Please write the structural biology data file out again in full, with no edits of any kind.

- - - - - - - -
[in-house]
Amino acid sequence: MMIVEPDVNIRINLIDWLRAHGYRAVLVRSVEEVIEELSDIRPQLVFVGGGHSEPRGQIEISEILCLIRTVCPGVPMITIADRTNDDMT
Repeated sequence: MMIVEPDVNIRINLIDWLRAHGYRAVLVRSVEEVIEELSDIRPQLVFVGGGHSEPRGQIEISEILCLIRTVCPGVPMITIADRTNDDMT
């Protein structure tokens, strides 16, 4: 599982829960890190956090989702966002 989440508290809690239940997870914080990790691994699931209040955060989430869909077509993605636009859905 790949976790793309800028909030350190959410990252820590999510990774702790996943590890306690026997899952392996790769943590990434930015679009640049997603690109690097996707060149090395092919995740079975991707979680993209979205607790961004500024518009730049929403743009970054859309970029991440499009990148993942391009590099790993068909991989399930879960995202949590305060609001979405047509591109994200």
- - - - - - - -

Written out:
[in-house]
Amino acid sequence: MMIVEPDVNIRINLIDWLRAHGYRAVLVRSVEEVIEELSDIRPQLVFVGGGHSEPRGQIEISEILCLIRTVCPGVPMITIADRTNDDMT
Repeated sequence: MMIVEPDVNIRINLIDWLRAHGYRAVLVRSVEEVIEELSDIRPQLVFVGGGHSEPRGQIEISEILCLIRTVCPGVPMITIADRTNDDMT
């Protein structure tokens, strides 16, 4: 599982829960890190956090989702966002 989440508290809690239940997870914080990790691994699931209040955060989430869909077509993605636009859905 790949976790793309800028909030350190959410990252820590999510990774702790996943590890306690026997899952392996790769943590990434930015679009640049997603690109690097996707060149090395092919995740079975991707979680993209979205607790961004500024518009730049929403743009970054859309970029991440499009990148993942391009590099790993068909991989399930879960995202949590305060609001979405047509591109994200």